Why should you fear the big, bad dark web? Because it's a cybercrime playground.
posted by Stephan Thomasee on Wednesday, October 14, 2020 in SHAZAM Blog
We’ve all heard the term dark web, but what is it that hides behind that shroud of mystery? Why’s it synonymous with cybercrime and money laundering? Let’s take a quick look at the dark web and why you should avoid it. Feel free to share this information with your peers and accountholders.
The dark web consists of systems on the internet designed for communicating or sharing information securely and anonymously. It’s not something like Facebook® that’s run by a single organization.
At 30,000 feet, the internet is broken into three segments:
- Surface web: Public sites we’re used to visiting — shopping sites, news articles, etc.
- Deep web: Private sites comprised of giant databases — company websites, member-only sites and typical everyday stuff that makes up about 90% of what’s on the internet.
- Dark web: Generally made up of sites pertaining to political unrest, illegal or illicit information, or shopping sites for bad guys.
Who uses the dark web?
Criminals love the anonymity of using the dark web. Most sites require bitcoin payments for information like Social Security numbers, account numbers and other personal information.
It’s important to note that sites on the dark web aren’t inherently bad; their creators might just prefer the privacy provided by the dark web. Journalists, whistleblowers, and privacy-minded people use the dark web to increase their anonymity and bypass censorship.
How does it work?
When you visit a website, your computer tells the site you’re visiting which browser you’re using (Google™ Chrome™, Mozilla™ Firefox™, Microsoft™ Bing™, etc.). Sites on the dark web won’t respond to requests from these traditional, well-known browsers. They’ll only respond to requests from what’s known as an anonymizing browser, like Mozilla™ Tor.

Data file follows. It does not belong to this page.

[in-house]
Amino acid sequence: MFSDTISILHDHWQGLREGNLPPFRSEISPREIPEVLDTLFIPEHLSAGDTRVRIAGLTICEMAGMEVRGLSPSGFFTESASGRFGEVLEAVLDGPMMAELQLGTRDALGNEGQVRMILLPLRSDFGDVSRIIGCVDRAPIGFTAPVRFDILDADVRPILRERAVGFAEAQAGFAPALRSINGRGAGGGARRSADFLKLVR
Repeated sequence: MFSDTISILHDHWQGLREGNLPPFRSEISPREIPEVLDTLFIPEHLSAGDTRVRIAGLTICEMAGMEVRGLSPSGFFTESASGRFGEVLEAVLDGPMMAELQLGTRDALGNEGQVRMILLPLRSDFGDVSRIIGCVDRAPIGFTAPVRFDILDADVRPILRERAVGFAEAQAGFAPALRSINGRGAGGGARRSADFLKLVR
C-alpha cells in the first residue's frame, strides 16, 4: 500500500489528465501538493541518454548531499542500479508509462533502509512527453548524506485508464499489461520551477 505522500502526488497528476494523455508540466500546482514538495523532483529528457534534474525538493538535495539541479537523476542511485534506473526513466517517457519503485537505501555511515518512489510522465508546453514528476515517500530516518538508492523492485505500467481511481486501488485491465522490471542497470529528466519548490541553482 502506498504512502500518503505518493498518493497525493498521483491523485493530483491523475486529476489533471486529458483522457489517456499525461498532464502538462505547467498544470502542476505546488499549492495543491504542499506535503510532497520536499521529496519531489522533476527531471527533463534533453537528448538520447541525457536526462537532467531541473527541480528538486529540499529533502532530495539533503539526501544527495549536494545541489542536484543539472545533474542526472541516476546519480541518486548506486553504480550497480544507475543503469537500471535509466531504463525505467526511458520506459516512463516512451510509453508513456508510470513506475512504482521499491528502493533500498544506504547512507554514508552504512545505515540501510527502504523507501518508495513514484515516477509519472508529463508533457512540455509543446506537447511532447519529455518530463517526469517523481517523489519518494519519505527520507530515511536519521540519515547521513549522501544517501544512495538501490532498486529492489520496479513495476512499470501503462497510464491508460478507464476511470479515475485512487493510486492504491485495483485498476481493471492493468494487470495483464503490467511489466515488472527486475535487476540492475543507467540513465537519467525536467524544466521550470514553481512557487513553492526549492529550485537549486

Tor, short for ‘The Onion Router', was initially developed and solely used by the Navy to censor government communications before the network was made available to the public.
Anonymizing browsers mask the identity and location of the person accessing the site. Additionally, users generally use a virtual private network (VPN) like what you may be using to access your institution’s network from home. Combining an anonymizing browser and VPN make the criminal’s footprints incredibly hard to track.
Staying safe from cybercrime
The dark web can be an extremely risky place. We highly recommend staying away to keep your computer and personal information safe. For the bad guys, this is a cybercrime playground where personal scams are created and executed, including money-grabbing scams. While banking and financial accounts are obvious commodities, let your accountholders know to keep their other accounts secure as well.
SHAZAM, Inc. and ITS, Inc. provide this blog for general informational purposes only. Our blog may be shared by a direct link wherein the content remains as originally presented and has not been altered. SHAZAM, Inc. and ITS, Inc. assume no responsibility for errors or omissions in the contents on the blog. By using this blog, reader agrees that the information published does not constitute nor is a substitute for legal advice which should only be sought from a qualified, licensed attorney.
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